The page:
Community leaders tackle Miami’s greatest woes: Traffic and affordable housing
Transportation and affordable housing, two of the region’s most pressing problems, were at the forefront of Wednesday’s Greater Miami Chamber of Commerce 2017 Goals Conference, as elected officials from both Miami-Dade County and the City of Miami committed to prioritizing a proposed link in the county’s southern corridor.
Addressing the opening session, Gene Schaefer, new chairman and Bank of America’s Miami market president, ranked traffic as one of the community’s top challenges and noted the scarcity of convenient, affordable workforce housing. This year’s conference, an annual gathering for high-profile business leaders, also addressed entrepreneurship, rising sea levels, and medical marijuana.
In his opening remarks at the Hilton’s Miami Airport Convention Center, immediate past Chairman Mark Rosenberg, president of Florida International University, reflected on the “whirlwind” year and doing business in today’s political climate.
“Within our chambers, there were some incredible debates and discussions of this year,” Rosenberg said. “Post-truth. Youth violence. Too much healthcare. Not enough healthcare. New taxes. No new taxes. Tolls. No tolls. Global warming. No global warming. Cuba opening. No Cuba opening. Travel to Cuba... or stay home?”
Despite the turmoil, Rosenberg said, the chamber kept its cool and found “high neutral ground for thoughtful and passionate debate, discussion and solutions-oriented decision-making.”
Rosenberg also celebrated significant progress in uniting Miami-Dade, Broward and Palm Beach counties around a common agenda of regional transit.
One of the day’s most popular sessions focused on the need for transportation infrastructure — a hot topic given Miami’s notorious traffic. Panelists — including representatives from government and private enterprise — remarked on traffic’s negative impact on the region’s commerce and economic growth.
The current transit system was designed in the 1970s when the county population was one million, and now faces severe congestion as the population has expanded to 2.7 million.
Within our chambers, there were some incredible debates and discussions of this year.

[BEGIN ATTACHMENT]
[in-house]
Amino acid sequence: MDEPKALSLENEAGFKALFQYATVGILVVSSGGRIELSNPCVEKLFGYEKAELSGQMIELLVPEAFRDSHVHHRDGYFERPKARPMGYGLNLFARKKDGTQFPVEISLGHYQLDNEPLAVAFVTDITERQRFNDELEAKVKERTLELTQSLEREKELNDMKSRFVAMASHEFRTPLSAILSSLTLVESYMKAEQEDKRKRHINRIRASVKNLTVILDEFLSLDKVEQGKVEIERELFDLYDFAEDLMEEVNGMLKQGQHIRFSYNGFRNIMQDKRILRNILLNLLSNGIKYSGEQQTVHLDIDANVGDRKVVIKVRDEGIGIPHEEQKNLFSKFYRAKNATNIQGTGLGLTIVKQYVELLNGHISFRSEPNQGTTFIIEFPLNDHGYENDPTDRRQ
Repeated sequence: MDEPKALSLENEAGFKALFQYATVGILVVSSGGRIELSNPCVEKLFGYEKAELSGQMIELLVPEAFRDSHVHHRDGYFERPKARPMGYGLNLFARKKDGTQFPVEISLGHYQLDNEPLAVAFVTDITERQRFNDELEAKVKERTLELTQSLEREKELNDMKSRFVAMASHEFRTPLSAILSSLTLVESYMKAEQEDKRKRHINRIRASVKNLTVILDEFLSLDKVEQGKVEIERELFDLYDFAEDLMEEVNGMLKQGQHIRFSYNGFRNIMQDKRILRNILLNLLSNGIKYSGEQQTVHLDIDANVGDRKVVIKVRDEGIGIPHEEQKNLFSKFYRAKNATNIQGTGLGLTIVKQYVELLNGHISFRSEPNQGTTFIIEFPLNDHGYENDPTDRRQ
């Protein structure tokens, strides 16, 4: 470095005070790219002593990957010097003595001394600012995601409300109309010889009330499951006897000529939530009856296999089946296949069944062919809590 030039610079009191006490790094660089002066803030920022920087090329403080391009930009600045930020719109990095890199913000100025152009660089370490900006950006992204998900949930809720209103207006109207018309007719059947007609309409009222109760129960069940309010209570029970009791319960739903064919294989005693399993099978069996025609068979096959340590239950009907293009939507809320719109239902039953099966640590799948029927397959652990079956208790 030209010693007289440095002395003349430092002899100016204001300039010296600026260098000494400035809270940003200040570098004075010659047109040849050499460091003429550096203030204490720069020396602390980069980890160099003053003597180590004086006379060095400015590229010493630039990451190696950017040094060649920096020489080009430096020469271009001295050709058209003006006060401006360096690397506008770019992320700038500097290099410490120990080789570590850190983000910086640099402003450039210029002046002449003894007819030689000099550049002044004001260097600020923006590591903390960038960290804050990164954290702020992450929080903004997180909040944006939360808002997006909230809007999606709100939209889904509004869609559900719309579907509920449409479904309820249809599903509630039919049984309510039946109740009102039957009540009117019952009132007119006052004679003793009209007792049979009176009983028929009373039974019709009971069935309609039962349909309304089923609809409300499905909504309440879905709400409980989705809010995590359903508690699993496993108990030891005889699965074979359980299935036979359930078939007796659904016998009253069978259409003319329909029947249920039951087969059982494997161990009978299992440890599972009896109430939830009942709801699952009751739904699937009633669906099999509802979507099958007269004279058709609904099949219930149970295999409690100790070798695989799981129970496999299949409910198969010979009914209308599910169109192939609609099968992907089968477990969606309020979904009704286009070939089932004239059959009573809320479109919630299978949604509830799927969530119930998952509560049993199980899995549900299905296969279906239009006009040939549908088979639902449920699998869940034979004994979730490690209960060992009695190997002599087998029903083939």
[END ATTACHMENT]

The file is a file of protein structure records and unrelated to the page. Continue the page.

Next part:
Mark Rosenberg, who is immediate past chairman of the Greater Miami Chamber of Commerce and is president of Florida International University
“We are a victim of our own success,” said panelist Francis Suarez, a City of Miami commissioner.
Suarez and Miami-Dade County Commission Chairman Esteban Bovo, both members of the Miami-Dade Transportation Planning Organization board, committed to prioritizing the southern corridor as the first step toward implementing the proposed Strategic Miami Area Rapid Transit (SMART) plan, which would expand the mass transit system by about 80 miles.
“When you have what they call low-lying fruit, you have to take it,” Suarez said. “We do need a win in this community. We need to regain [public] confidence.”
A separate panel addressed the need for affordable workforce housing. As population has increased and developers have catered to luxury buyers, well-located housing has become increasingly scarce. With housing prices pushing out some locals, businesses are struggling to find workers.
Manny Diaz, former City of Miami mayor, said the community needs to address income inequality rather than create low-cost units, especially given the lack of government funding for housing projects. “The real issue here is the issue of the median income,” he said, saying better education and employment opportunities are needed.
Michael Liu, Miami Dade County’s executive director of Housing and Community Development, also suggested government work more closely with businesses to reduce development time and cost. Diana Elliot, a senior research associate at the Urban Institute, suggested government could offer tax credits and incentives to encourage existing mom-and-pop landlords to hold onto their real estate rather than selling to speculators.
Harold Price, executive director of Florida Housing Finance Corp., suggested that concerned citizens should protest government raids of the Sadowski Housing Trust Fund, which allocates money for workforce residences. “The biggest thing is to get to know your legislature and get them educated on the issue of affordable housing.”
A new addition to this year’s conference was the panel on medical marijuana. The discussion comes on the heels of a constitutional amendment to legalize medical marijuana that passed in November with 71 percent of voter support.
“There’s a lot of support for the medical use of marijuana, both locally and statewide,” Rosenberg told the Miami Herald, when asked about the panel. “The chamber aspires to relevance. It’s a very relevant and important issue for the business and healthcare communities.”
The biggest thing is to get to know your legislature and get them educated on the issue of affordable housing.
Harold Price, executive director of Florida Housing Finance Corp.
This year’s conference followed last year’s format, moving away from actual goal-setting and focusing instead on discussion of issues. Goals are now set by chamber committees, which spend months examining data and establishing priorities.
More than 600 signed up for the two-day meeting, which continues Thursday with a panel on global warming.
Even as the day focused heavily on the region’s current problems, speakers reminded attendees that many of these issues are caused by area’s popularity and accomplishments. “We are in the best city in the best country on the planet. This is the place. People want to be here, people want to move here, people want to raise families here,” Schaefer said.